Bryan Singer is crazy as hell, creatively speaking. As a director he is unapologetic in his choices and the way he puts together a movie. He has made four “X-Men” since launching the franchise back in 2000. All of the films share similar strengths and glaring weaknesses. To me, Singer’s “X-Men” are like an orgy: big, loud, colorful, messy, and you end up often regretting the choice to participate. Yet, I can’t think of any other director making such daring choices in what are supposed to be big-budget Hollywood blockbusters. There are so many scenes to marvel at—moments of pure brilliance which feel like the perfect amalgam of sight and sound. But he never is able to achieve harmony between these moments. The connective tissue is so often a disjointed mish-mash that viewers end up ambivalent about the final product—despite witnessing scenes of pure genius.
“X-Men: Apocalypse” might be the strongest example of Singer’s confounding directorial style. It features some mind-blowing scenes of raw drama and a lot of mediocre, by-the-book action contractually mandated for movies featuring characters from the Marvel universe.
We meet back up with Professor Xavier (James McAvoy) 10 years after the events of the last film that saw our mighty mutant mob take on Magneto (Michael Fassbender) in the 1970s. Now it’s the ‘80s, and Singer gives us “Miami Vice”-inspired outfits, jackets from Michael Jackson’s “Thriller,” and a glossy new-wave vibe. Even though these 10-year jumps (beginning with “X-Men: First Class” in the ‘60s) make little sense, it’s all done in an effort to give each new installment its own sense of identity. Sure, the characters don’t look like they’ve aged more than a handful of years over the past decade, but maybe maintaining a youthful appearance is one of the side effects of being a mutant.
The “X-Men” movies have been built on a foundation of dueling ideologies. Mutants are polarizing figures who are feared by the general public. There are those, like Xavier, who believe they can coexist in peace and harmony like a good hippie. And there are those, like Magneto, who believe the best defense is a good offense and want the humans to pay for their transgressions against their genetic superiors. “X-Men: Apocalypse” decides early on there will be no high-minded sociological debate this time around. We are introduced to the villainous Apocalypse (Oscar Isaac), a 5,000-year-old mutant with amazing powers that make every other mutant look useless in comparison. Like all would-be world conquerors, he begins to recruit acolytes to help him destroy the world. Because, apparently, humanity needs to be leveled every few millennia so the strong can rebuild a better world; for reasons only world-conquering, near omnipotent beings can understand.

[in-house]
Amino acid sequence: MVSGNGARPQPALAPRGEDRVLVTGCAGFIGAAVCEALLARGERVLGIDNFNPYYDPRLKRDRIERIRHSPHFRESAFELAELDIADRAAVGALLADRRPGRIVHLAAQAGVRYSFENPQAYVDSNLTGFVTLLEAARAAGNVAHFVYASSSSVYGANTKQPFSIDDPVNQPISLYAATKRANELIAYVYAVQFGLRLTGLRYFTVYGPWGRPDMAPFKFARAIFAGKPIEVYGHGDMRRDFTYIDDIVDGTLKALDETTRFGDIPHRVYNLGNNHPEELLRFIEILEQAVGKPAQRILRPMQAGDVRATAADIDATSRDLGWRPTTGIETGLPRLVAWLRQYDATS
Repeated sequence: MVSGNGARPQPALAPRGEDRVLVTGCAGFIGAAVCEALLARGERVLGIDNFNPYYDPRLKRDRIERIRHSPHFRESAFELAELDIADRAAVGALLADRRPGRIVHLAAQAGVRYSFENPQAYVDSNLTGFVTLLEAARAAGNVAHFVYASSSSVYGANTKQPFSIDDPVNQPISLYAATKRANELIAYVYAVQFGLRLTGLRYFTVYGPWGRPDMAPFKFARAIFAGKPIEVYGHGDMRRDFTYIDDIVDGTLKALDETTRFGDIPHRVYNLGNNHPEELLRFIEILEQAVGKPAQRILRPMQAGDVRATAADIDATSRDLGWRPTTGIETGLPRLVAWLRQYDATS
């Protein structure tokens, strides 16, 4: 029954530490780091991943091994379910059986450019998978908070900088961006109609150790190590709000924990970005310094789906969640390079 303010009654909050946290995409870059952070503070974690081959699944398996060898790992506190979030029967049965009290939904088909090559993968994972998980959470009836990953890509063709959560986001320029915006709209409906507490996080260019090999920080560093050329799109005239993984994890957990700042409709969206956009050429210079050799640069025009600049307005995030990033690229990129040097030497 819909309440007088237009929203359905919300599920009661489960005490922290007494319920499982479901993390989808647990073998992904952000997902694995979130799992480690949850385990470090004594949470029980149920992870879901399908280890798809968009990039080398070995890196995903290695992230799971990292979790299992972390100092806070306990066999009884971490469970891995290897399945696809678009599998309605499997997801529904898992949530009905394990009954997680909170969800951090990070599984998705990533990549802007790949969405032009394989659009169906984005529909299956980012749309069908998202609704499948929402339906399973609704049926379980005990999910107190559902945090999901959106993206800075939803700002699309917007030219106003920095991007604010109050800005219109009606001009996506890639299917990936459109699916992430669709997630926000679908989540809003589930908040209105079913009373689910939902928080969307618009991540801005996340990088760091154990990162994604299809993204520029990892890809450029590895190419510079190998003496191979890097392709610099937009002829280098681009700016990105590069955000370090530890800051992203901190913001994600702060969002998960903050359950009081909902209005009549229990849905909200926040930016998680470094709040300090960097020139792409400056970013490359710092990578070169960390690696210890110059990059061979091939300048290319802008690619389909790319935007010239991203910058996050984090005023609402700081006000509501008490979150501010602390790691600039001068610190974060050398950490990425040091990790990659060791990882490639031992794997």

Mystique (Jennifer Lawrence) has become a hero to the mutant population after saving President Nixon in the previous film. It’s a role she’s uncomfortable with, which seems fitting since Jennifer Lawrence appears so uncomfortable in these blockbusters. I would barely call what she’s doing here “acting”; she spends the vast majority of the film poorly emoting wooden dialog. There are at least a dozen characters, but the only two worth following are Magneto and Quicksilver (Evan Peters). Fassbender is an actor of remarkable range and his tragic villain is one of the few highlights in a movie that is far more “flash” than it “bang.” Peters’ Quicksilver possesses what most other young mutants lack: charisma. He’s a joy to watch in every scene.
As I mentioned, there are some super-fun moments in the film, like an entire action sequence staged to the Eurythmics “Sweet Dreams” that steals the show. There’s a scene where Fassbender revisits Auschwitz, where he was once detained and his family was lost, so he decides to use his powers to reduce it to rubble. It’s an interesting choices by Singer: watching a man who has suffered great loss, yet acting out by trashing the world’s most salient reminder of the Holocaust. It’s an act of immense power and selfishness, and feels almost out of place with over-the-top theatrics of a third act trying to turn “X-Men” into another world-saving superhero franchise. But the X-Men always work better when battles are smaller and stand for something.
“Days of Future Past” achieved a great deal because it avoided world-ending clichés and instead made the finale about a simple choice between right and wrong. This sensory assault of a third act is a cut-and-paste trope from the comic-book movie playbook. Much like “Batman v Superman,” I commend “X-Men: Apocalypse” for its strange and often baffling choices